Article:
My Head is Flat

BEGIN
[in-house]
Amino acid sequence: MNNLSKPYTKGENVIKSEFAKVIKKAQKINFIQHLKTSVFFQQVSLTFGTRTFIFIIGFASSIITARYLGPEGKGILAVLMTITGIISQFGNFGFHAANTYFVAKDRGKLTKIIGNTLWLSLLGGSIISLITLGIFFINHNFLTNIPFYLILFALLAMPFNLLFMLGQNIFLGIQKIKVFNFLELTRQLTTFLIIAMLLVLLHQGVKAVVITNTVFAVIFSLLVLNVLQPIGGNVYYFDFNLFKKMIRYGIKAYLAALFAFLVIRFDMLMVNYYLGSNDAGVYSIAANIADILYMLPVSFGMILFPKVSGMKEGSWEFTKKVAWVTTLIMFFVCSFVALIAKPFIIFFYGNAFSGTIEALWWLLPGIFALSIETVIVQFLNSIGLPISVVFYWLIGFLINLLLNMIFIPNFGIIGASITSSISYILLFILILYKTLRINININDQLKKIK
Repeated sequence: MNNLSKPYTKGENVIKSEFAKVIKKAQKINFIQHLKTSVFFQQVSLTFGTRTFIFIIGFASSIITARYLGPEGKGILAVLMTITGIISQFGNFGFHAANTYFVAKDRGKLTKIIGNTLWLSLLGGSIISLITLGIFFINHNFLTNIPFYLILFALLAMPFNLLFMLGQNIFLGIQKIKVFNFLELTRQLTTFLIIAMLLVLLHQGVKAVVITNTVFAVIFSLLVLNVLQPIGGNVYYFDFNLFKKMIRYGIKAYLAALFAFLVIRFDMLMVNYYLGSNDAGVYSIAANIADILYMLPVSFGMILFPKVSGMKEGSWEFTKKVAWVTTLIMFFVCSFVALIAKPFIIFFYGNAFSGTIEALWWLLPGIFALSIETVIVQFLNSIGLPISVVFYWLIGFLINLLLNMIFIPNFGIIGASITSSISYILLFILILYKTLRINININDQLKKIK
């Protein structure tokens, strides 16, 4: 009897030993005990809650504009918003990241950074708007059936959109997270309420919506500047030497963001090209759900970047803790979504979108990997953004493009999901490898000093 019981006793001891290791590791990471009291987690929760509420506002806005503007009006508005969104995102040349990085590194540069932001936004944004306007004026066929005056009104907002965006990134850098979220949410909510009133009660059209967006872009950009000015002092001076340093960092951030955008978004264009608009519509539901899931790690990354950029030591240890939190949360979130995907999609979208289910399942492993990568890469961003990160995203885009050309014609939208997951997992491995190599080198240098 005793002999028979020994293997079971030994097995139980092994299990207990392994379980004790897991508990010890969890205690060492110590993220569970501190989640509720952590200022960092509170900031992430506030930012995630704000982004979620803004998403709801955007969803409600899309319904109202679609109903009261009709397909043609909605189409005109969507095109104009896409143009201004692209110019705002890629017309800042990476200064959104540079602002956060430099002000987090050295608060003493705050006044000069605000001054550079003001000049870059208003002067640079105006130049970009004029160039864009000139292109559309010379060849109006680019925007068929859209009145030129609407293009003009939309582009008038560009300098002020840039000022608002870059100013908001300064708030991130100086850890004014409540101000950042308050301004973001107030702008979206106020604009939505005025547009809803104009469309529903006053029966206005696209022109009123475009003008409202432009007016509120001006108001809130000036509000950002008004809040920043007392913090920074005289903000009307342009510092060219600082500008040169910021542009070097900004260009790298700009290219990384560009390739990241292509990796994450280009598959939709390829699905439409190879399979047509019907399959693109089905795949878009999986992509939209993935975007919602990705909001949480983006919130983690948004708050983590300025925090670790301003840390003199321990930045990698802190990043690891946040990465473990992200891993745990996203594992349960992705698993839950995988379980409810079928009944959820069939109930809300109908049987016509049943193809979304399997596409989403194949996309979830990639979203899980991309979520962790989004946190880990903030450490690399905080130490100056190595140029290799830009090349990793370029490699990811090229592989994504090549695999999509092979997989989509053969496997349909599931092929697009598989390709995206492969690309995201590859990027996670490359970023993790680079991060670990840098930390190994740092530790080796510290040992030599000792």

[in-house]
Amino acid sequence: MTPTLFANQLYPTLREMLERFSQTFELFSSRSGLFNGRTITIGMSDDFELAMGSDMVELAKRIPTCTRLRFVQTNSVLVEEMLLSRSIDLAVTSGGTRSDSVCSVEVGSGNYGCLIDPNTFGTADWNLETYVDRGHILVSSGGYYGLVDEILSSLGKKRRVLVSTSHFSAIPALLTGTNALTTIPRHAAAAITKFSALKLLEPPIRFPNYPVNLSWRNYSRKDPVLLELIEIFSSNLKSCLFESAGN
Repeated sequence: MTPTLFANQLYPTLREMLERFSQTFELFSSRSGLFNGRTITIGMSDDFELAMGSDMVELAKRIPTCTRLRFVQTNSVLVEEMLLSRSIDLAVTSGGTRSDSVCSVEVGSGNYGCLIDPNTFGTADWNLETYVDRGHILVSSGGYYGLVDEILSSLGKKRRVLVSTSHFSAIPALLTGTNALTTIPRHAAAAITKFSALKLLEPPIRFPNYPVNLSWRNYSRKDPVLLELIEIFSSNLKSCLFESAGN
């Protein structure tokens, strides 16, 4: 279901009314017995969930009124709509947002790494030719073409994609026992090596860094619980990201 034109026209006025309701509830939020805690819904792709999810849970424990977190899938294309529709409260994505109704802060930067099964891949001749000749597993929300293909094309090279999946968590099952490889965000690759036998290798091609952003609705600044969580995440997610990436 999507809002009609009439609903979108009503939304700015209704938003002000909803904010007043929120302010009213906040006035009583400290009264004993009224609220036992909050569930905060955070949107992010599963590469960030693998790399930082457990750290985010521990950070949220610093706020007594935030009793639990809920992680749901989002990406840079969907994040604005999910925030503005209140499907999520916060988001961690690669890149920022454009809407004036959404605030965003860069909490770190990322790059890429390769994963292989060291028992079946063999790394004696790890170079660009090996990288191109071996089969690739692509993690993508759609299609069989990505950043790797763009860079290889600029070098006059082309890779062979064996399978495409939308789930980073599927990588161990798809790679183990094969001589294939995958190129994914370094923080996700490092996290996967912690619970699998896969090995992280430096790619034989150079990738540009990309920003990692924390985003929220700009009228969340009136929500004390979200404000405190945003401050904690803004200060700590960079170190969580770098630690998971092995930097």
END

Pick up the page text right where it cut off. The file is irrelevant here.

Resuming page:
My Head is Flat BY GABRIELA BOCAGRANDE The World is Flat: A Brief History of the Twenty-First Century By Thomas L. Friedman Farrar, Straus, Giroux 496 pages, $27.50 ou will be glad to know that the world has, in the past five years, morphed into a global Magic Kingdom, according to Thomas Friedman, in his book The World is Flat: A Brief History of the Twenty-First Century (Farrar, Straus and Giroux). For those of you depressed and distracted by the bloody, nonsensical, and endless “War On Terror,” staggering trade deficits, climate change, and the imaginative outsourcing of torture here in our imperial Homeland, Mr. Friedman breathlessly explains how this happy transformation has occurred. First, millions of deprived victims of central planning walked out from under gloomy, stifling communist regimes in Eastern Europe and Western Asia into the glorious sunshine of capitalist consumerism. Next, the Worldwide Web and the Internet facilitated the transfer of credit card numbers and software expertise to Bangalore, India, where ambitious 20-something “zippies” sat themselves down in their brand new swivel chairs to work the worldwide phones. Finally, boring, mind-numbing North Carolina textile jobs offshored themselves to nimble women in China, who are delighted at the opportunity to work for $2 a day. For Mr. Friedman, the convergence of these phenomena represents the “flattening of the world,” by which he seems to mean the relentless elimination of the political and cultural bumps on the landscape that previously defined nation-states. In describing this reduction of governmental authority in the face of rising corporate power, Mr. Friedman writes with the ga-ga boosterism of a high school cheerleader and the repetitive drumbeat of the practiced propagandist. In his first chapter, Friedman refers to the “flatness” of the world at least 20 times (while comparing himself, somewhat confusingly, to Columbus, and his wife, even more mysteriously, to Queen Isabella). In case you did not realize it, says Friedman, the flattening of the world—the outsourcing, offshoring, insourcing, and homesourcing—benefits us all. Let’s take homesourcing, for example. David Neeleman, founder and CEO of low-cost JetBlue Airways, outlines the virtues of his thrifty personnel policy: “JetBlue now has four hundred agents, like Dolly, working at home in the Salt Lake City area, taking reservations—in between babysitting, exercising, writing novels and cooking dinner.” These home-based agents, are “… 30 percent more productive—they take 30 percent more bookings, by just being happier.” Mr. Neeleman cleverly located his agent base in Salt Lake City, where the vast majority of women are cheerful stay-at-home Mormon mothers. And Dolly, the agent Friedman interviewed, has managed to replace a go-to-work reservation agent whose wages could support a family—not luxuriously, but adequately—by working from the comfort of her kitchen, where she multi-tasks surrounded by her squalling infants. What a lucky gal! Presumably she also has a steady flow of babysitting gigs and novel royalties to supplement her JetBlue wages, which are just about enough to keep her family in disposable diapers. Work that cannot be homesourced to lower wages can be outsourced in our exciting new flat world: Information technology makes it possible for an Indian radiologist, working the midnight shift for $300 a month, to read your X-ray on the cheap while you scan Ladies Home Journal in the waiting room. Meanwhile, the U.S. radiologist, who used to earn $4,000 a month and support a family, has herself fitted out for a perky new counter-girl uniform over at Dunkin’ Donuts. Here is how it works: …The laying of global fiber highways flattened the developed world. It helped break down global regionalism, create a more seamless global commercial network, and made it simple and almost free to move digitized labor—service jobs and knowledge work—to lower-cost countries. Fantastic! As we project into the future in Mr. Friedman’s world, we find that the service and knowledge work outsourced from the United States and Europe, together with the manual work relocated to China, are going to allow these two behemoths of Third World poverty to transmogrify into the bustling and prosperous Wal-Mart World that we ourselves are fast becoming. Very late in the Flat World, we find out that this optimistic projection for India and China is, frankly, overblown: “As exciting and as visible as the flat Indian high-tech sector is, have no illusions,” Mr. Friedman sternly instructs us. “It accounts for 0.2 percent of employment in India.” In other words, 99.8 percent of the workforce still ekes out a living in the invisible bumpy sectors of agriculture, industry, and begging. Mr. Friedman, however, does not grasp the relationship between the flat and the bumpy worlds and seems to say that eventually, the 0.2 percent will pull the 99.8 percent up to a higher standard of living. It is not apparent to him that the existence of the country’s overwhelming poverty is what lowers the wages there and makes the high-tech workers so cheap. Should they, for some cosmically magic reason, begin to affect the wage levels in the country as a whole, they would find that innovative, stimulating, and creative capital investment would flee their shores to Uzbekistan and Mongolia, where people are poorer still, if it has not already gone there. Before writing long, tedious tomes of pop economics like this one, it is useful to know something at least halfway true about history. Here is a historical fact that is very hard for serious economists to ignore: In 200 years of capitalist economic history, there have never been enough jobs for the people who need them. Not in the long term. Have you ever noticed that when unemployment dips below 5 percent in our Homeland, the stock market falls? Whenever a worker shortage begins to materialize and bid wages up, capital starts to invent technology that either eliminates simple jobs or simplifies complex jobs into cheaper and more mobile units. A computer programmer or systems analyst in the 1970s could support a family; an IT specialist in the ’00s cannot. Why is that? Because our system is structured to invent technology that lowers wages and raises profits. But Friedman writes as if the Web, the Internet, and informatics were gifts from God that fell from the sky. He does not locate the motivation that developed them, other than to refer in google-eyed wonder to the ingenuity and inventiveness of smart people—all over the world! Nor does Friedman seem to know anything whatsoever about trade unions, which are also a worldwide phenomenon that pops up to protect and raise wages whenever urban employment hits a critical mass. They appeared in the United States, Europe, Brazil, and Mexico, for example, as well as India now. So manufacturing capital flees to China, where they are not allowed. As he discusses the miracle of Chinese industrialization, Friedman makes only glancing references to the nastiness of the repressive government, which systematically disallows any autonomous organization that protects workers from exploitation. Like many of these books, this one is more interesting for what it does not say than for what it does. Let’s have a look at Mr. Friedman’s interviewees, shall we? Nandan Nilekani, CEO of Infosys Technologies; General Richard Meyers, Chairman of the Joint Chiefs of Staff; Jim Barksdale, former Netscape CEO; Bill Gates, CEO of Microsoft; Rajesh Rao, CEO of Dhruva Interactive; Ernesto Zedillo, former President of Mexico… Larry Summers. We all know who he is. You get the picture. Nowhere is there an interview with Andy Stern, for example, the President of the Service Employees International Union, or with John Sweeney, President of the AFL-CIO, or anyone who represents unions in India. Certainly, workers’ organizations in China could not be interviewed because they must operate clandestinely. Workers themselves are not interviewed, except for the aforementioned Dolly, who surely knew that her boss was also on the line. Although everyone knows that capital leaves the United States and Europe to escape high wages and environmental regulation, environmental concerns are barely mentioned in The World is Flat. When they are, it is only in the context of a potential energy shortage caused by the oceans of stuff now manufactured in China, where environmental regulation does not exist. Friedman at one point does say, “One area that is going to need sorting out is the area between global corporations and their moral consciences.” One question. What moral conscience? Global corporations do not have consciences. They’re corporations: legal entities established to protect individuals from the financial liabilities or criminal penalties that might result from the risks they took or the damage they wrought in the name of group profitmaking. Nonetheless, we are treated to a short anecdote about how McDonald’s and Conservation International collaborated in 2002 to bring environmentalist values to the McDonald’s supply chain. Three years later, it is “too early to tell whether this is really having a positive impact.” Here’s my guess: No. Of course, no book like this one is complete without a few jabs at the “anti-globalization” movement, which here, is the usual composite straw man set up to be knocked down by Friedman. Anti-globalizationists in the flat world are: upper-middle class Americans who feel guilty because they are so wealthy and privileged, rear-guard Old Leftists (socialists, anarchists, and Trotskyites) a.k.a. the Coalition to Keep People Poor, anti-Americanists around the world, and serious, well-meaning, but overwhelmed and misguided NGOs. According to Friedman: You don’t help the world’s poor by dressing up in a turtle’s outfit and throwing a stone through McDonald’s window. You help them by getting them the tools and institutions to help themselves. It may not be as sexy as protesting against world leaders in the streets of Washington and Genoa, and getting lots of attention on CNN, but it is a lot more important. Just ask any Indian villager. Curiously, Friedman himself did not ask any Indian villager anything. He talked instead to the CEOs. And like a good scout, he seems to have believed everything they told him. Besides, who wants to talk to Indian villagers? They don’t play golf. Any serious effort to talk about globalization should include an informed assessment of analyses done by organizations that oppose unrestricted, corporate-driven access to the markets and investment possibilities in Latin America, Asia, and Africa. These organizations include global union federations, Transparency International, Consumers International, Public Citizen, and many accessible others. All of them point out that corporations are neither charitable nor democratic institutions. They need regulation by national governments with comparable authority—governments that are also representative of the interests of citizens, workers, and future generations. Institutions, such as the World Trade Organization, that now set the rules for international commerce and investment from behind closed doors in favor of corporate capital need a countervailing force that protects people from the worst excesses committed in the name of moneymaking. Friedman at one point quotes Karl Marx, surprised that the old German foresaw globalization from his distant post in the 19th century: All old established industries have been destroyed or are daily being destroyed. They are dislodged by new industries, whose introduction becomes a life or death question by all civilized nations. For industries that no longer work up indigenous raw material, but raw material drawn from the remotest zones; industries whose production is consumed, not only at home but in every quarter of the globe. Marx was a visionary economist, that much is certain. He was also an astute, if uncharitable judge of character with an eye for the opportunistic intellectual personalities spawned by capital to explain its expansion in deceptively benign terms. He called them “sniveling sycophants of the ruling classes.” He would have made short work of Tom Friedman. Gabriela Bocagrande, a native of Houston, who now lives in Washington, D.C. is the Observer’s first line of defense in the battle against flat-headed, knee-jerk globalizers.